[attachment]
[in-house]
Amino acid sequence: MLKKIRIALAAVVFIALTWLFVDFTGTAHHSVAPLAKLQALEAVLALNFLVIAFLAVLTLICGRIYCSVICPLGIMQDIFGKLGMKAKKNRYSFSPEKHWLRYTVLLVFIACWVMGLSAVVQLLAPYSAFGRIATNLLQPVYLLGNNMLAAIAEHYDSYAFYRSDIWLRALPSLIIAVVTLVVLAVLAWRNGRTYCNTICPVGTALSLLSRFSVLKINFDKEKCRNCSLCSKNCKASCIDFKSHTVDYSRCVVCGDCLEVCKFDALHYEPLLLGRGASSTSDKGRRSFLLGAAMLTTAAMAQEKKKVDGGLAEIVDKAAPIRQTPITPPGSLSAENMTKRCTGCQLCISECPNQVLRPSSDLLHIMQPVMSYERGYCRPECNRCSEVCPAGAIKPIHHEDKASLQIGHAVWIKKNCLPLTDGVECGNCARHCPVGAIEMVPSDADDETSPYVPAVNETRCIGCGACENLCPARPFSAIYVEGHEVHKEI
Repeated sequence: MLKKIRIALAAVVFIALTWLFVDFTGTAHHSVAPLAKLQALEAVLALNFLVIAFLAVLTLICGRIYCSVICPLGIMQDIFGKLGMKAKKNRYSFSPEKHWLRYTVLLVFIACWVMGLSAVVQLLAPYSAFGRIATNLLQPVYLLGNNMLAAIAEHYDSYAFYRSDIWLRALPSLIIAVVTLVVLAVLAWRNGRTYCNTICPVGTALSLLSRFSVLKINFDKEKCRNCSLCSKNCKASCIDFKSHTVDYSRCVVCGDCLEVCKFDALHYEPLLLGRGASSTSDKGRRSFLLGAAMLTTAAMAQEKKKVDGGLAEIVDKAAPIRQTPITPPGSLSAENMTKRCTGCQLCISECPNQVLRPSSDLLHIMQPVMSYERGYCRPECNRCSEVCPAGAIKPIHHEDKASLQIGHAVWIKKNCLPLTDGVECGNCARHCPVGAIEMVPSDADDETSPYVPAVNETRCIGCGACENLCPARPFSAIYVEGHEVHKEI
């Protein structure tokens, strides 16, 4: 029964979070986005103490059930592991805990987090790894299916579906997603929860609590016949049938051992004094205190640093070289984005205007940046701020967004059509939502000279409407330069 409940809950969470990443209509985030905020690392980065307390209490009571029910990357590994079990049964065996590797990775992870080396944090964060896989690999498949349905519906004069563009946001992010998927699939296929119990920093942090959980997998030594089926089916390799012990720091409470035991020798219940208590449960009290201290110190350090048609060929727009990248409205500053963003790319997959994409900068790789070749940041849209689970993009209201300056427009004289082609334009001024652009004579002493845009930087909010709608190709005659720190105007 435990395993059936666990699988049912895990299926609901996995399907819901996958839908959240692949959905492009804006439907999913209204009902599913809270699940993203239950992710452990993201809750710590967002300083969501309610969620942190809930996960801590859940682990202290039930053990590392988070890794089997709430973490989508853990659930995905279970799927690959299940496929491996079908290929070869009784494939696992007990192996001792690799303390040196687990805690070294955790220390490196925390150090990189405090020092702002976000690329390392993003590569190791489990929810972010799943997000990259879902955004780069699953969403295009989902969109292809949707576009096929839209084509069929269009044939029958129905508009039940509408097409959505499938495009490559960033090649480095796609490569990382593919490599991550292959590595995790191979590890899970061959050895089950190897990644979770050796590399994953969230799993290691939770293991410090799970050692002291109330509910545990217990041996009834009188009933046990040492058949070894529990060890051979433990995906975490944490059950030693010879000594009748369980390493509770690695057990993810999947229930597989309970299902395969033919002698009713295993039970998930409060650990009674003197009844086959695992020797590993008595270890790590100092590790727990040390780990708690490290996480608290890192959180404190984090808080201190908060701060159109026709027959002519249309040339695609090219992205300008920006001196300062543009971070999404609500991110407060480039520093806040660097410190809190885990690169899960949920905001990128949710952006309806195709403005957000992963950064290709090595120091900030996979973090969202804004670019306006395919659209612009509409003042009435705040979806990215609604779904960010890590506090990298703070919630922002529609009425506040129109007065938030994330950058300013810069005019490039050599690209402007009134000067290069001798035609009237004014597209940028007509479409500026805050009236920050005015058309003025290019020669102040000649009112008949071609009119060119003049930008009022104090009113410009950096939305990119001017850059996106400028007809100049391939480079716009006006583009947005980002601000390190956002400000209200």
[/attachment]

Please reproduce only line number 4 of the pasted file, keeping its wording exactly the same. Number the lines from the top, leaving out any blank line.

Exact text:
């Protein structure tokens, strides 16, 4: 029964979070986005103490059930592991805990987090790894299916579906997603929860609590016949049938051992004094205190640093070289984005205007940046701020967004059509939502000279409407330069 409940809950969470990443209509985030905020690392980065307390209490009571029910990357590994079990049964065996590797990775992870080396944090964060896989690999498949349905519906004069563009946001992010998927699939296929119990920093942090959980997998030594089926089916390799012990720091409470035991020798219940208590449960009290201290110190350090048609060929727009990248409205500053963003790319997959994409900068790789070749940041849209689970993009209201300056427009004289082609334009001024652009004579002493845009930087909010709608190709005659720190105007 435990395993059936666990699988049912895990299926609901996995399907819901996958839908959240692949959905492009804006439907999913209204009902599913809270699940993203239950992710452990993201809750710590967002300083969501309610969620942190809930996960801590859940682990202290039930053990590392988070890794089997709430973490989508853990659930995905279970799927690959299940496929491996079908290929070869009784494939696992007990192996001792690799303390040196687990805690070294955790220390490196925390150090990189405090020092702002976000690329390392993003590569190791489990929810972010799943997000990259879902955004780069699953969403295009989902969109292809949707576009096929839209084509069929269009044939029958129905508009039940509408097409959505499938495009490559960033090649480095796609490569990382593919490599991550292959590595995790191979590890899970061959050895089950190897990644979770050796590399994953969230799993290691939770293991410090799970050692002291109330509910545990217990041996009834009188009933046990040492058949070894529990060890051979433990995906975490944490059950030693010879000594009748369980390493509770690695057990993810999947229930597989309970299902395969033919002698009713295993039970998930409060650990009674003197009844086959695992020797590993008595270890790590100092590790727990040390780990708690490290996480608290890192959180404190984090808080201190908060701060159109026709027959002519249309040339695609090219992205300008920006001196300062543009971070999404609500991110407060480039520093806040660097410190809190885990690169899960949920905001990128949710952006309806195709403005957000992963950064290709090595120091900030996979973090969202804004670019306006395919659209612009509409003042009435705040979806990215609604779904960010890590506090990298703070919630922002529609009425506040129109007065938030994330950058300013810069005019490039050599690209402007009134000067290069001798035609009237004014597209940028007509479409500026805050009236920050005015058309003025290019020669102040000649009112008949071609009119060119003049930008009022104090009113410009950096939305990119001017850059996106400028007809100049391939480079716009006006583009947005980002601000390190956002400000209200």